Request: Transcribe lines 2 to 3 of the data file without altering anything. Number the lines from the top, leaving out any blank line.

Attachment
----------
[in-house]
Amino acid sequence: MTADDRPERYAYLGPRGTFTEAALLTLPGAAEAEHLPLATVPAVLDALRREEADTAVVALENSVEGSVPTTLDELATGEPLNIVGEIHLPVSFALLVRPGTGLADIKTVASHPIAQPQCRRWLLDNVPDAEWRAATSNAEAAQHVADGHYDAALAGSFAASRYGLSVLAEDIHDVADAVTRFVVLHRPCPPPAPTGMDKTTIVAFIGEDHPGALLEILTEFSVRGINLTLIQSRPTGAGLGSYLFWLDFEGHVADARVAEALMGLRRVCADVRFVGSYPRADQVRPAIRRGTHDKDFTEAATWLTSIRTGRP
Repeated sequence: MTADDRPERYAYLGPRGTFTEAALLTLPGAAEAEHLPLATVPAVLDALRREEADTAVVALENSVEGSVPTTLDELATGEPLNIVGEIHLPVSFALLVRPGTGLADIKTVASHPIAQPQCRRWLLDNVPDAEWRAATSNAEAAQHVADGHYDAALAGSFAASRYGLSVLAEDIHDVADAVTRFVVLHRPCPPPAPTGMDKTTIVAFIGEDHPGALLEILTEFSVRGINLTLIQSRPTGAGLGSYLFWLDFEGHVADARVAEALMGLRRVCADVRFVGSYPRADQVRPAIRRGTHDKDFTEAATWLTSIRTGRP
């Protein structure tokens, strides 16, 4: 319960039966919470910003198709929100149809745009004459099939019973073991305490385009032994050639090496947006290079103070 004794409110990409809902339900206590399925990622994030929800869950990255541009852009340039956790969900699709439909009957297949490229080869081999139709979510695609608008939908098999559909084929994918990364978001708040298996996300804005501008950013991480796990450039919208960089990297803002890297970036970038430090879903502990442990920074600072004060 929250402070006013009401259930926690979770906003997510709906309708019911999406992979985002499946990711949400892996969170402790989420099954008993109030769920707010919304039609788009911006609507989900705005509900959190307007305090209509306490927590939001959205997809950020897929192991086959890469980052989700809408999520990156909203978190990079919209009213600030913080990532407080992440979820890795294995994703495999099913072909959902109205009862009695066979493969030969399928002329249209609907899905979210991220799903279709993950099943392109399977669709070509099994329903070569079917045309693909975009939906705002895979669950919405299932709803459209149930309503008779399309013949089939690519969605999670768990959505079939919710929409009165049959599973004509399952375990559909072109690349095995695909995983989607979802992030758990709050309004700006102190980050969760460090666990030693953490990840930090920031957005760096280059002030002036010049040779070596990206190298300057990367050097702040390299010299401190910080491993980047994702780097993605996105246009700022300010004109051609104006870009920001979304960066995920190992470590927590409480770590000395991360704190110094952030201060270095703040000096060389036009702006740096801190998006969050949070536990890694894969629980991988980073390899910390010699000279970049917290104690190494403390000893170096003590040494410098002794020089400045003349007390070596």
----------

Amino acid sequence: MTADDRPERYAYLGPRGTFTEAALLTLPGAAEAEHLPLATVPAVLDALRREEADTAVVALENSVEGSVPTTLDELATGEPLNIVGEIHLPVSFALLVRPGTGLADIKTVASHPIAQPQCRRWLLDNVPDAEWRAATSNAEAAQHVADGHYDAALAGSFAASRYGLSVLAEDIHDVADAVTRFVVLHRPCPPPAPTGMDKTTIVAFIGEDHPGALLEILTEFSVRGINLTLIQSRPTGAGLGSYLFWLDFEGHVADARVAEALMGLRRVCADVRFVGSYPRADQVRPAIRRGTHDKDFTEAATWLTSIRTGRP
Repeated sequence: MTADDRPERYAYLGPRGTFTEAALLTLPGAAEAEHLPLATVPAVLDALRREEADTAVVALENSVEGSVPTTLDELATGEPLNIVGEIHLPVSFALLVRPGTGLADIKTVASHPIAQPQCRRWLLDNVPDAEWRAATSNAEAAQHVADGHYDAALAGSFAASRYGLSVLAEDIHDVADAVTRFVVLHRPCPPPAPTGMDKTTIVAFIGEDHPGALLEILTEFSVRGINLTLIQSRPTGAGLGSYLFWLDFEGHVADARVAEALMGLRRVCADVRFVGSYPRADQVRPAIRRGTHDKDFTEAATWLTSIRTGRP